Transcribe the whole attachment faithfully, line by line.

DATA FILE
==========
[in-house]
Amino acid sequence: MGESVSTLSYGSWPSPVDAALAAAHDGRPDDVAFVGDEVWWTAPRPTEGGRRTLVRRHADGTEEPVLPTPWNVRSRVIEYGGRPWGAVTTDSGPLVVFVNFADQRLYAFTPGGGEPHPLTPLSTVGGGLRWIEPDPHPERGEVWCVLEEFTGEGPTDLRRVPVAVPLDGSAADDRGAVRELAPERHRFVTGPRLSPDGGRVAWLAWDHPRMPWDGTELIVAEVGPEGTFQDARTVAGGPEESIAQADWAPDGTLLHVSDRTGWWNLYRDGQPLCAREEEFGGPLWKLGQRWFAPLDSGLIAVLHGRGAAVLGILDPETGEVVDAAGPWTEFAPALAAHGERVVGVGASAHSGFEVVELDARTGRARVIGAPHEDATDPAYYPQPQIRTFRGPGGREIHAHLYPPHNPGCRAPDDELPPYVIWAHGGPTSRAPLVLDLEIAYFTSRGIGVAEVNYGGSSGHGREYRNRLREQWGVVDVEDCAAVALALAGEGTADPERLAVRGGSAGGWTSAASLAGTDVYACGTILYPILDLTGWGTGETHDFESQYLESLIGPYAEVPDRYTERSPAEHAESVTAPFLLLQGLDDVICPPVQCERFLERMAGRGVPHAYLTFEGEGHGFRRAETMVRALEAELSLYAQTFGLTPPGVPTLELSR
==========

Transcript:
[in-house]
Amino acid sequence: MGESVSTLSYGSWPSPVDAALAAAHDGRPDDVAFVGDEVWWTAPRPTEGGRRTLVRRHADGTEEPVLPTPWNVRSRVIEYGGRPWGAVTTDSGPLVVFVNFADQRLYAFTPGGGEPHPLTPLSTVGGGLRWIEPDPHPERGEVWCVLEEFTGEGPTDLRRVPVAVPLDGSAADDRGAVRELAPERHRFVTGPRLSPDGGRVAWLAWDHPRMPWDGTELIVAEVGPEGTFQDARTVAGGPEESIAQADWAPDGTLLHVSDRTGWWNLYRDGQPLCAREEEFGGPLWKLGQRWFAPLDSGLIAVLHGRGAAVLGILDPETGEVVDAAGPWTEFAPALAAHGERVVGVGASAHSGFEVVELDARTGRARVIGAPHEDATDPAYYPQPQIRTFRGPGGREIHAHLYPPHNPGCRAPDDELPPYVIWAHGGPTSRAPLVLDLEIAYFTSRGIGVAEVNYGGSSGHGREYRNRLREQWGVVDVEDCAAVALALAGEGTADPERLAVRGGSAGGWTSAASLAGTDVYACGTILYPILDLTGWGTGETHDFESQYLESLIGPYAEVPDRYTERSPAEHAESVTAPFLLLQGLDDVICPPVQCERFLERMAGRGVPHAYLTFEGEGHGFRRAETMVRALEAELSLYAQTFGLTPPGVPTLELSR